It is also relatively easy to determine when a bug has been taken by looking at the fish. This is the most common technique because it is very difficult to see the tiny killer bugs when they are sinking several feet away. Even if you can’t see your bug, you should have a reasonable idea of where it is in the river. Any fish that runs to that rough spot and then stops is probably taken. It’s time to strike. If your cast is accurate enough, the fish won’t have to travel as far to get your bug. In this case, watch for a flick of the tail, a sudden movement of the head, or a slight upward tilt. Ironically, miscasting, which leads the fish to your bug, is sometimes more successful because it can make the take easier to spot.
Sometimes it is not possible to see fish or killer bugs. Maybe the river is too dirty or the light is wrong. In this situation it pays to watch the line at the point where it enters the water. When the bug is swimming, look for a small, almost imperceptible check or movement where the line sinks below the surface. If you see such signs, strike. Occasionally a fish will choke and there will be no mistaking the action, but this is rare.
Fishing on instinct alone is one of the most difficult techniques, but really it’s just common sense and experience. Common sense dictates that the killer bug is most likely to be in the ‘shrimp zone’ within the first few seconds of the swim action. Experience tells us that grayling and trout are predictable; Most anglers know where they like to eat. Combining common sense and experience creates an instinct for where and, more importantly, when the fish are most likely to be caught. Striking at this point can lead to success. It is definitely worth a try if no other technique can be used.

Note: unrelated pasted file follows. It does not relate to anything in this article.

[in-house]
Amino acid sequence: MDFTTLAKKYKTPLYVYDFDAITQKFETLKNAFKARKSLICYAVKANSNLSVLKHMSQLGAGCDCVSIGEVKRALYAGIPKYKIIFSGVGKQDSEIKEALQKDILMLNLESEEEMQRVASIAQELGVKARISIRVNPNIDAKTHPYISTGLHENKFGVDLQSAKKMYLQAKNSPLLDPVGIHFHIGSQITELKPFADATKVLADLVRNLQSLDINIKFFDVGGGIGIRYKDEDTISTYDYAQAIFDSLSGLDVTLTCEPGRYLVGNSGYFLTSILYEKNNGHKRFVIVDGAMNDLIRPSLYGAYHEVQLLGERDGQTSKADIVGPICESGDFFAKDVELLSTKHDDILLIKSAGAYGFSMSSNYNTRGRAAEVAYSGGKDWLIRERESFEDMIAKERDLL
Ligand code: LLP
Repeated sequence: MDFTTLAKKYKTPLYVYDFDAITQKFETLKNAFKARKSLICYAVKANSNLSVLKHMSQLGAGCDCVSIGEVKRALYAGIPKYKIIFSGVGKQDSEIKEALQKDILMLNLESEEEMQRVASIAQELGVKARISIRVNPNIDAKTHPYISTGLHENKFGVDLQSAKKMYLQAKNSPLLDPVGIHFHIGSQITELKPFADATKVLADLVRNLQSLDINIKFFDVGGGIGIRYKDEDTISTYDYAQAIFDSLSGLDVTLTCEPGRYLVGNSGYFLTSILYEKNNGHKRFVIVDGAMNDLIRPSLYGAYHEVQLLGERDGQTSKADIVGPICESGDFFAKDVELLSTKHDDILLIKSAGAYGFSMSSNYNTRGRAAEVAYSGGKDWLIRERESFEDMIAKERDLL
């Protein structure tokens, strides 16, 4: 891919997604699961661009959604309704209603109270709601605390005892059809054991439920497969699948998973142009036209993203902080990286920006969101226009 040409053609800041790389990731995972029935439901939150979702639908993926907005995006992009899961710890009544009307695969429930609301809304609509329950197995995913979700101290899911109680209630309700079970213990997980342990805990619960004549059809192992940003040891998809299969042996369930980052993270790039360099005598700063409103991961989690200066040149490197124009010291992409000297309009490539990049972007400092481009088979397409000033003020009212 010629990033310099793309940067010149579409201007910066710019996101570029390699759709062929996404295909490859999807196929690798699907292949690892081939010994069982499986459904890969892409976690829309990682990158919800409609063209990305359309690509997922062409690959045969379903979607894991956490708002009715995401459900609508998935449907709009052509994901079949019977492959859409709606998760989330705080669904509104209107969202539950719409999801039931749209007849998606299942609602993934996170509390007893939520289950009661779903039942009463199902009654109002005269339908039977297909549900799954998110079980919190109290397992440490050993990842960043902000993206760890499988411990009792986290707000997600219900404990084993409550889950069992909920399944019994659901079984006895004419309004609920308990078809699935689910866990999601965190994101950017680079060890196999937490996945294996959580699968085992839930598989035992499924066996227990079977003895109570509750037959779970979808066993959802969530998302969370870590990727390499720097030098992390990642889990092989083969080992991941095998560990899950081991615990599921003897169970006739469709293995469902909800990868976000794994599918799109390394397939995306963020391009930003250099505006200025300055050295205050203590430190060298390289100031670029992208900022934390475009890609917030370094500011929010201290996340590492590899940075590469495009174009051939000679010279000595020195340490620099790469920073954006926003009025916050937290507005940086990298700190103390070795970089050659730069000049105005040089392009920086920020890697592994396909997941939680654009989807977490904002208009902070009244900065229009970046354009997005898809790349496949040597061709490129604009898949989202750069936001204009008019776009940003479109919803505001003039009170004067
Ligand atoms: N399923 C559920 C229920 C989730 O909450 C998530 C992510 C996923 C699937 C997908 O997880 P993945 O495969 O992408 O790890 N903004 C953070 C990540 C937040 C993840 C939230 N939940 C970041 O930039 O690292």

No matter how you catch your first fish, it’s important to ‘slime’ the bug, nylon cast and leader. Fish slime has many properties that make killer bugs extremely useful for fishermen. First the slime makes the bugs taste more natural. This causes the fish to spend more time artificially spitting, killing precious extra milliseconds. Slim the nylon on a ‘wet’ cast and it glides more easily through the water. This causes the bug to sink faster and force the line with less water resistance. Finally, the slime mask masks overtly human odors, like soap or tobacco, that linger momentarily on everything we touch.
There are no guarantees in fly fishing but a competent killer bug technique on a chalk stream is about as close to a guarantee as you can get while following club rules. The technique is simple, effective, a lot of fun and once mastered is never forgotten. One of the biggest appeals of the Killer Bug is its versatility. In today’s hectic lifestyle, the associated pressures on precious fishing time and the significant decline in fish life and surface feeding, this is perhaps more relevant to modern fishermen than ever before. After more than 50 years of distinguished service, the killer bug remains a deadly mystery, and long may it remain.